Charley Ellis has been a voice of common sense in the world of investing for more than 50 years. His book, Winning the Loser’s Game, which explains why low-cost, buy-and-hold indexing is the rational choice for all investors, has become a classic. He’s now aged 85 but still working.
Charley recently spoke to Cameron Passmore and Benjamin Felix at the Rational Reminder podcast, and we’d strongly urge you to listen to the whole episode.
The interview contains a wealth of wisdom about investing, but here are six lessons that caught our attention.
1. Success is all about minimising mistakes
“A loser’s game is any competitive activity, where the outcome is not controlled by the winner, but it’s actually controlled by the loser. Golf is a good example. People that are really good at golf will shoot less than par, by two or three strokes on a regular basis. A lot of other people are proud to be able to shoot 90. There are some people who’ve never broken a 100. Well, the difference between the two groups is the mistakes of the people who’ve never broken a 100 and make all the time.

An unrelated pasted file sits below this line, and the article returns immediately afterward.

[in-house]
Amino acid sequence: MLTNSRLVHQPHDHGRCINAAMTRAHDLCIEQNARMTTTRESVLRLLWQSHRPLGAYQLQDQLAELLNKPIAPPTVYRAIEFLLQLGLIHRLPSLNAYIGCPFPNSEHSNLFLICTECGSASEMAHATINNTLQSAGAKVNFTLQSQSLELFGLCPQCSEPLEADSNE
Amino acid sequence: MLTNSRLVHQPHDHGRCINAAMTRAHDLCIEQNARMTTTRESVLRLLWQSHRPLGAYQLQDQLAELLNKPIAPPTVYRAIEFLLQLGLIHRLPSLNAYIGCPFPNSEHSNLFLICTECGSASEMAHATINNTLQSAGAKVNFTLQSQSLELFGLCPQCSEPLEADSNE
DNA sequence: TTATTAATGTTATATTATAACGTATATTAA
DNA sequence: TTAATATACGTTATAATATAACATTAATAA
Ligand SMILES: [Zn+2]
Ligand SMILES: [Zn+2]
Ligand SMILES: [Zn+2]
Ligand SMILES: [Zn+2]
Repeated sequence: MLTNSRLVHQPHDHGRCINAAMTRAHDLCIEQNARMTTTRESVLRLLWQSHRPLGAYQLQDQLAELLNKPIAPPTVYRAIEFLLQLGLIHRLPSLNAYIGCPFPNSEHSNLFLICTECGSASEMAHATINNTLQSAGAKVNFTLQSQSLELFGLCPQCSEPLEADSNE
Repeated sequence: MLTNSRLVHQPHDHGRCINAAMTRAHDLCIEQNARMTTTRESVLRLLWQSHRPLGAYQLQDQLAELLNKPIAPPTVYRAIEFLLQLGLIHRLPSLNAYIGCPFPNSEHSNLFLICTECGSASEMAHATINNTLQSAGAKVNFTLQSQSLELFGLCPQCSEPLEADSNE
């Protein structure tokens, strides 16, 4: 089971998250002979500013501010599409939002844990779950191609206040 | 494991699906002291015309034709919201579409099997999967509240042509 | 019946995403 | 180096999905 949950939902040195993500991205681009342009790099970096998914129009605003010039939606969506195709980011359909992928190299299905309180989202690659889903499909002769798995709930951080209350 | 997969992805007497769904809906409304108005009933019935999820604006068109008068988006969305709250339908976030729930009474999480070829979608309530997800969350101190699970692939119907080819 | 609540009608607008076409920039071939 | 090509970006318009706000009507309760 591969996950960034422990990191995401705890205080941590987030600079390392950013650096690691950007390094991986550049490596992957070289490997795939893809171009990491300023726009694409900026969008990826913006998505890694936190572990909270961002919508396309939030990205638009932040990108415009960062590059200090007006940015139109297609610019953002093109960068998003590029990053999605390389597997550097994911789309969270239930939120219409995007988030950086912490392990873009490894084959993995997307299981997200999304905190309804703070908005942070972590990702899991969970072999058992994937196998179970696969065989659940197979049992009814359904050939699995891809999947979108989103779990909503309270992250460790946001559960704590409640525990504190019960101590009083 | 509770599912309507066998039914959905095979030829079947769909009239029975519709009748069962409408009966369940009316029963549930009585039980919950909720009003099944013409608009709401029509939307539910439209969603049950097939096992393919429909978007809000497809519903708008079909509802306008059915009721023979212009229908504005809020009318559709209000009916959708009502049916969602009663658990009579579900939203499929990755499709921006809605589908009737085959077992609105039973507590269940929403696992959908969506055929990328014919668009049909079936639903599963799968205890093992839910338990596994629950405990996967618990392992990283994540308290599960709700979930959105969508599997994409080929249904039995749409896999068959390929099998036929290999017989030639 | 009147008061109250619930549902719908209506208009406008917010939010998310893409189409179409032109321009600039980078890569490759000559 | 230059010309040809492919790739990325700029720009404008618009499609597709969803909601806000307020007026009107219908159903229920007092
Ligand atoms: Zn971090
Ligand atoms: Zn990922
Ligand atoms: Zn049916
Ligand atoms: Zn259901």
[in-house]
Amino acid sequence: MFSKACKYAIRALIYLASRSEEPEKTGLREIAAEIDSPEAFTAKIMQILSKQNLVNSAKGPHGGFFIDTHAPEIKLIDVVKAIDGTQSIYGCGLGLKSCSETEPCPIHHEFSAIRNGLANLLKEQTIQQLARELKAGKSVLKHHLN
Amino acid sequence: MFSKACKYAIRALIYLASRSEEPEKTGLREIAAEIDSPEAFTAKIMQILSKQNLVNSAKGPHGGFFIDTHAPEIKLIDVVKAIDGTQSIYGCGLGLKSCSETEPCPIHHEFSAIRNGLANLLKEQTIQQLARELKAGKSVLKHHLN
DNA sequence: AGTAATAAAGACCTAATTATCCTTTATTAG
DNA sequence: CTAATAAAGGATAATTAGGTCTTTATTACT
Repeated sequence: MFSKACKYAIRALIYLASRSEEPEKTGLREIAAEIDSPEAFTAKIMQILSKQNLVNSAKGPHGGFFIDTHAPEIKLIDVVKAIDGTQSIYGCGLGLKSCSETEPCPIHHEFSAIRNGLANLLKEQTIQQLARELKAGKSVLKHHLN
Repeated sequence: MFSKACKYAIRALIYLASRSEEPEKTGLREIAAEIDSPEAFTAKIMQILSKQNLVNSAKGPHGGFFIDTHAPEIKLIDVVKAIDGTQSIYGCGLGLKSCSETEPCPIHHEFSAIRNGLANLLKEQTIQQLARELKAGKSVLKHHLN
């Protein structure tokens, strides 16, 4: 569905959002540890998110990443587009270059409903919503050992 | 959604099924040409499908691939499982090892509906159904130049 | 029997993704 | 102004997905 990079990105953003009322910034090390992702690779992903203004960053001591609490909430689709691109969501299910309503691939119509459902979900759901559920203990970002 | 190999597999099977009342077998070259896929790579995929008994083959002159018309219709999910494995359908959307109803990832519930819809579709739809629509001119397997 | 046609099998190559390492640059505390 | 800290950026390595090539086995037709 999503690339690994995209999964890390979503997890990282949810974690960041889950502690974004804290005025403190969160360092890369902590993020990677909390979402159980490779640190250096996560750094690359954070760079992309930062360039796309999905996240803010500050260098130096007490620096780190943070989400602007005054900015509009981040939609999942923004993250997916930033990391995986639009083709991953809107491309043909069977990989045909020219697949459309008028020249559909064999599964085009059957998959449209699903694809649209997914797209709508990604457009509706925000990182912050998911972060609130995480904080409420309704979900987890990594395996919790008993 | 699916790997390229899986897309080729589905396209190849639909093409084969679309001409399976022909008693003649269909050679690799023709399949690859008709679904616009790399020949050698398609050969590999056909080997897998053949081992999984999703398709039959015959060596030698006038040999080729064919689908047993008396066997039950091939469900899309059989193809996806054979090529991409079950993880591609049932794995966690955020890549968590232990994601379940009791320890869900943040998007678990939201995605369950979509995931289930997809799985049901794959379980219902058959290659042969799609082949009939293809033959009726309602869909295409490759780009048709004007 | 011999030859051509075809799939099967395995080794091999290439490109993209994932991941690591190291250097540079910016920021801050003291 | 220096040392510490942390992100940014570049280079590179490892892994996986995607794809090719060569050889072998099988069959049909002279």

“Another loser’s game is tennis. If you look at your game, or at least my game, how many times do you win a stroke, instead of hitting it at the net, hitting it out of bounds, laying it up so easily for the other person hit it back, that you’ve essentially forced yourself into a loss? If you could cut back on the number of mistakes and let the other guy increased the number of mistakes he made, you’ll come out the winner of a loser’s game.
“That’s what investing is all about. Most of the activity that most of us spend our time engaged in, in investing actually doesn’t help. It actually does harm. Our long-term results are impoverished by the mistakes that we’ve made along the way.
“In investment management, if you could just reduce the number of mistakes you’ve made, you would come out as a winner. The easy summary of all that is, if you index, you won’t be making any mistakes. You have to choose the right index, that’s fair. If you index, you won’t be timing the market, you won’t be trading too much, you will get excited about something you just heard from a friend of yours who heard from a friend of his that looks like it might be a really great idea.”